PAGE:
Archive for Friday, July 6, 2001

Typhoon unleashes deadly mudslide

July 6, 2001

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— Typhoon Utor on Thursday swirled over southern Taiwan and the northern Philippines killing 37, flooding homes, triggering mudslides and stranding hikers before barreling toward China.

Separately, in Vietnam, 22 people were killed in flooding related to Typhoon Durian.

Rescuers pull survivor Cris Cuyao, right, out of the mud after a
landslide in Baguio city, in northern Philippines, at the height of
Typhoon Utor's fury. Cuyao survived Wednesday's landslide, but his
wife was killed.

Rescuers pull survivor Cris Cuyao, right, out of the mud after a landslide in Baguio city, in northern Philippines, at the height of Typhoon Utor's fury. Cuyao survived Wednesday's landslide, but his wife was killed.

Philippine taxi driver Reynaldo Duque took his pregnant wife and two daughters from his hut to his parent's nearby stone house to escape the storm. Instead of a refuge, it became their grave.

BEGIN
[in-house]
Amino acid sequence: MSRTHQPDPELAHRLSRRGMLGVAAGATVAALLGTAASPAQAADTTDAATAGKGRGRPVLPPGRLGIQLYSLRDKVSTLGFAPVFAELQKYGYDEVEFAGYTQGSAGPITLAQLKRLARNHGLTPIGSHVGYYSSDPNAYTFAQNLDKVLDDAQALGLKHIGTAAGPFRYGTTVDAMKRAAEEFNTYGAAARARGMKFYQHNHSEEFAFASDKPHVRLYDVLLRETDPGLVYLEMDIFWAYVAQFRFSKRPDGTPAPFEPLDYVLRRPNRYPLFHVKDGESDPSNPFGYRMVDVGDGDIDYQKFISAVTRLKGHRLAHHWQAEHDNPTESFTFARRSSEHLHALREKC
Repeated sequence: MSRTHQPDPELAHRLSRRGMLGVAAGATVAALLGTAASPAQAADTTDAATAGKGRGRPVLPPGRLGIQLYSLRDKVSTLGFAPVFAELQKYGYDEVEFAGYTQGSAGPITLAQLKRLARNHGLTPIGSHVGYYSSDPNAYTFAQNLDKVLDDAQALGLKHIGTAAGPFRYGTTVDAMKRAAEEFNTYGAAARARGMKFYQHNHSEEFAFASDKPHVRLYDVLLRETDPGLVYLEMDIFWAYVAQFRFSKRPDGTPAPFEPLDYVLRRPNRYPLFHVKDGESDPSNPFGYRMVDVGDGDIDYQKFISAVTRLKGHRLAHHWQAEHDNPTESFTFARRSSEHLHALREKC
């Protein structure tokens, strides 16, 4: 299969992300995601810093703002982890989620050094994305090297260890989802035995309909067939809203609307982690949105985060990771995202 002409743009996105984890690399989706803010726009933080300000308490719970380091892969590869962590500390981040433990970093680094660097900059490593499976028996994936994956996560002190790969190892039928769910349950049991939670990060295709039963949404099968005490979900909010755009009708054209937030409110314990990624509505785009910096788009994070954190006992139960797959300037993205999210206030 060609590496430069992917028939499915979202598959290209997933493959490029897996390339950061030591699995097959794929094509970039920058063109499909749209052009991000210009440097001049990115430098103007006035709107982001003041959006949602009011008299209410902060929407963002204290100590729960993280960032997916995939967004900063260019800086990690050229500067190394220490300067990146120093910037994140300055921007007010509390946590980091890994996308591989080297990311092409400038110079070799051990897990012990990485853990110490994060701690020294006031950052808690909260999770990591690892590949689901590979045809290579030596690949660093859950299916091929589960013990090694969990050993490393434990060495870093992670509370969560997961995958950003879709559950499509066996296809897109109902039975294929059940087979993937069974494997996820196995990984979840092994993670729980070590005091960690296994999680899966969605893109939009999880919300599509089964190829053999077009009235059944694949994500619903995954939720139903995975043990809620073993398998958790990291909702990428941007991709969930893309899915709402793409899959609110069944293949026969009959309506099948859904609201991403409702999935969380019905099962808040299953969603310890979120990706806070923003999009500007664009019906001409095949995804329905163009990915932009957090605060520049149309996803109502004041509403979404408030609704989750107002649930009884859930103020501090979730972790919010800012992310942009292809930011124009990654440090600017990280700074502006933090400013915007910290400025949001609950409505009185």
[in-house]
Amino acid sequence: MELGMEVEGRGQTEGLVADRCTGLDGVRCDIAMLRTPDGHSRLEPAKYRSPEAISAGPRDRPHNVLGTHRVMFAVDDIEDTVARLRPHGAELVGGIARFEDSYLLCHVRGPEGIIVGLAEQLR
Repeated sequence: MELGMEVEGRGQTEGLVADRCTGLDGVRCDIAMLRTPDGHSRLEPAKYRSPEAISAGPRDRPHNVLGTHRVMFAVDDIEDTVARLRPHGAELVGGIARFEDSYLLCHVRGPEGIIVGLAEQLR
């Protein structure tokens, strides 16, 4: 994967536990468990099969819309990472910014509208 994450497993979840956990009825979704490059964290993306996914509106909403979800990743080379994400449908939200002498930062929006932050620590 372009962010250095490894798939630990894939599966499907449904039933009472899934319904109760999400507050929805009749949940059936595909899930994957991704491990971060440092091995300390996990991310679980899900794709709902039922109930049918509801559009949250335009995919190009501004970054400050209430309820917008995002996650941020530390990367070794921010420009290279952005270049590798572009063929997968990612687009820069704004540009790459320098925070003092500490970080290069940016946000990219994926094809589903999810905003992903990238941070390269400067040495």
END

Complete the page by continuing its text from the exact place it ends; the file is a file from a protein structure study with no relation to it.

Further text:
A massive mudslide roared down the mountain, burying the house, Duque's family, and his parents.

They were six of the 36 people who died in the typhoon in the Philippines, where another 16 were missing and an estimated 25,000 were forced from their homes, the northern Regional Disaster Management Center said.

Hardest hit by Utor, which means "squall" in the language spoken on the Marshall Islands, were the mountainous provinces in the northern Philippines, where Duque and his family died.

In Taiwan, where the outer edges of the storm hit the south, one person was killed when he was swept into the ocean near the city of Hualien. Six others were injured, disaster official Wu Chiao-wen said.

The typhoon, packing maximum winds of 74 mph and gusts of up to 92 mph, appeared to be losing strength as it whirled across the South China Sea, said the Joint Typhoon Warning Center in Pearl Harbor, Hawaii.

The typhoon's center never hit Taiwan, but the storm's 217 mile perimeter one of the largest to hit the island in 20 years brought high winds and heavy rains that caused flash floods and landslides in the southern part of the country.

Losses from flooded farm lands and washed-away fisheries were estimated to reach $2 million, the Council of Agriculture said.

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